Wilson’s collegiate career wasn’t completely over though, as the talented senior accepted an invitation to compete in the 2018 Senior Bowl. The big time wideout impressed down in Mobile, even named a winner of the week’s third day by NDT’s Jonah Tuls.
My vote for the most improved prospect of the week goes to Boise State’s Cedrick Wilson. He got more and more comfortable against press coverage throughout the week and looked like one of the smoothest route runners on the field. If you ask these cornerbacks who the hardest players to guard in off coverage were, I bet Cedrick Wilson would be one of the receivers on that list. He eats up space fast, and puts the cornerback in a tough spot because he basically forces him to either lunge or move forward or play as a reactionary player.
This is why Wilson is able to create so much separation in space. His unpredictability as a route runner at 6’2 is pretty rare, and I think he helped himself a lot this week.
Tuls wasn’t the only one to come away impressed with the former Bronco.
Cedrick Wilson is smooooooooth pic.twitter.com/ho2g2bSApA— Josh Norris (@JoshNorris) January 25, 2018
Josh Allen to Cedrick Wilson. TD pic.twitter.com/abj0cXmPzb— Josh Norris (@JoshNorris) January 25, 2018
Despite a strong collegiate career — on both the JUCO and D-1 levels — and an impressive week in Mobile, Cedrick Wilson is thought to be a day three selection. Bleacher Report’s Matt Miller currently has Wilson slotted to the Eagles at pick 160 in his most recent seven-round mock draft.
Despite not being thought to be a high draft pick, there seem to be many taking notice of Wilson’s talent and potential. Draft Wire’s Luke Easterling recently named Wilson as one of his top offensive sleepers in the draft class.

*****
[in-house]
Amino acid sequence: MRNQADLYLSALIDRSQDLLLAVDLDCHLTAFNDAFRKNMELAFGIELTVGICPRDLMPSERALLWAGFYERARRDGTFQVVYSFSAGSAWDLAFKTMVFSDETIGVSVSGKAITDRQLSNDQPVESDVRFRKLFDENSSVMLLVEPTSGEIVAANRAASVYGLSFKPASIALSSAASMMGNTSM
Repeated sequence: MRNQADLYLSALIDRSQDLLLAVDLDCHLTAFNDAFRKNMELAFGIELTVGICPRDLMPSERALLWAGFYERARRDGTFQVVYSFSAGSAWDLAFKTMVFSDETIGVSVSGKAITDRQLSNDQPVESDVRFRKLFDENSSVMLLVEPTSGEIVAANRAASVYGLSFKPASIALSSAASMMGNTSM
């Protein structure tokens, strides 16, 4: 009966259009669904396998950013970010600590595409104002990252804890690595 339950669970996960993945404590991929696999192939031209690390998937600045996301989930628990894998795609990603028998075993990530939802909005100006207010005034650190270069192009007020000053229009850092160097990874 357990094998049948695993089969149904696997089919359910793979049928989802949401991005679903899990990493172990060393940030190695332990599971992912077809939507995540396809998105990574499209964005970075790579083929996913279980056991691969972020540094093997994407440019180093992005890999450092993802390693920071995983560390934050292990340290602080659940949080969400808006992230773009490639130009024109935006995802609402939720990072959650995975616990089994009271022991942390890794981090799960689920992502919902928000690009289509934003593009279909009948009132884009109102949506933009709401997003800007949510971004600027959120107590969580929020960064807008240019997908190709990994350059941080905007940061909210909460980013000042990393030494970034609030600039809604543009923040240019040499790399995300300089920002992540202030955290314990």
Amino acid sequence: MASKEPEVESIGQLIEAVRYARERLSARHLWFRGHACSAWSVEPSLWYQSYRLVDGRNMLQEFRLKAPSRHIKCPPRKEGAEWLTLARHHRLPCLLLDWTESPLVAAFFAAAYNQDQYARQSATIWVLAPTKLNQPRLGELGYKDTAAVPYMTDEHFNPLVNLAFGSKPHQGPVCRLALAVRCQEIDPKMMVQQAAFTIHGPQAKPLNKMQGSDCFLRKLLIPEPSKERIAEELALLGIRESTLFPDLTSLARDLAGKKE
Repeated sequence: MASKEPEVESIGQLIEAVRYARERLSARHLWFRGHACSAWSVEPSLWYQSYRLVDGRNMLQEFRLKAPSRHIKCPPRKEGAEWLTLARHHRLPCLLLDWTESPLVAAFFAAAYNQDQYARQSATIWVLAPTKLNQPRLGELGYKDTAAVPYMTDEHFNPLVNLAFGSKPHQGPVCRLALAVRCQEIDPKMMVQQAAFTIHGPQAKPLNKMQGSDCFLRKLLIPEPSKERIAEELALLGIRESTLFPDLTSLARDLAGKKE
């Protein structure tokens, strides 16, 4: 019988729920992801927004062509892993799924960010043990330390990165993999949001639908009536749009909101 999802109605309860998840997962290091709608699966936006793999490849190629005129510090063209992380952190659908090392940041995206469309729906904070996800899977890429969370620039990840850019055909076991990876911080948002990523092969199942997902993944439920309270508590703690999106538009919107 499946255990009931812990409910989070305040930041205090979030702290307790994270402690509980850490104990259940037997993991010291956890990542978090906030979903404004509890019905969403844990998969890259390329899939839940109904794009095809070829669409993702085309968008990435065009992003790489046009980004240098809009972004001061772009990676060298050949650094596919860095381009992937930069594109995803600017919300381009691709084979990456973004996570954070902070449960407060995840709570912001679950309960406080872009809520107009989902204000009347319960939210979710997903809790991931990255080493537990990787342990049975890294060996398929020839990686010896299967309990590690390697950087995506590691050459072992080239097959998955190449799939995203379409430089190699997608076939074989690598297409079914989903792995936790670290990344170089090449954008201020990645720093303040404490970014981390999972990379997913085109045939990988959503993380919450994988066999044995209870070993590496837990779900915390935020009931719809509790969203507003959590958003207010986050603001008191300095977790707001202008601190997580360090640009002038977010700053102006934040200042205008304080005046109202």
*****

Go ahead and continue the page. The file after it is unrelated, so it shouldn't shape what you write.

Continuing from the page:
You’ll find bigger, faster pass-catchers in this year’s deep class, but Wilson is a smooth route-runner who can create separation and make big plays on a regular basis. A JUCO transfer who averaged nearly 20 yards per catch over his two seasons with the Broncos, this 6-3, 188-pounder had a solid showing during Senior Bowl week. Wilson closed out his career with more than 600 yards receiving over his final four games, and he’ll be riding that momentum to the next level, where he could be a Day 3 steal for the any team.
Cedrick Wilson could be an intriguing and ideal day three selection for the Dallas Cowboys. He has the frame, the history of production, and the overall talent to grow into a quality NFL receiver in the right scheme. He would give the Cowboys a tall deep threat to open up the run game for Ezekiel Elliott and other elements for the offense. With the questions surrounding Dez Bryant, the uncertainty with Terrance Williams, and with Cole Beasley entering the final season of his contract, grabbing a solid target like Wilson — PFF’s third-highest graded receiver in the 2018 NFL Draft class -- in the middle of the draft would be ideal for the Cowboys.
Boise State WR Cedrick Wilson hauled in his fair share of deep passes this past season pic.twitter.com/xlPcLevRd0— PFF Draft (@PFF_College) February 7, 2018
Cedrick Wilson has to be the most underrated WR so far in the draft process. The CB is sitting 10 yards off and playing for the deep route but Wilson sells hard on the double move and gets even. Then that body control and ball tracking ability take over. pic.twitter.com/62AfrcICZT— Matt Lane (@ChiefinCarolina) February 12, 2018
Cedrick Wilson is that Jermaine Kearse, and then Paul Richardson this year, type. Penchant for clutch plays. pic.twitter.com/KR26jMvQIF— Jared Stanger (@JaredStanger) February 4, 2018
Cedrick Wilson is one of my favorites in this draft class. pic.twitter.com/WXvImVmNk1— Eric Elizondo (@EricElizondo8) February 11, 2018
Wide Bunch, Motion RB to 4x1.— Coach Dan Casey (@CoachDanCasey) February 2, 2018
Double Post, Wheel, RB in the flat.
Nice concept, but it helps if you can throw it up to Cedrick Wilson! pic.twitter.com/nzEpKv922N
What do you think BTB?
*Stats gathered from sports-reference.com, unless otherwise noted.
Catch up with our previous installments below!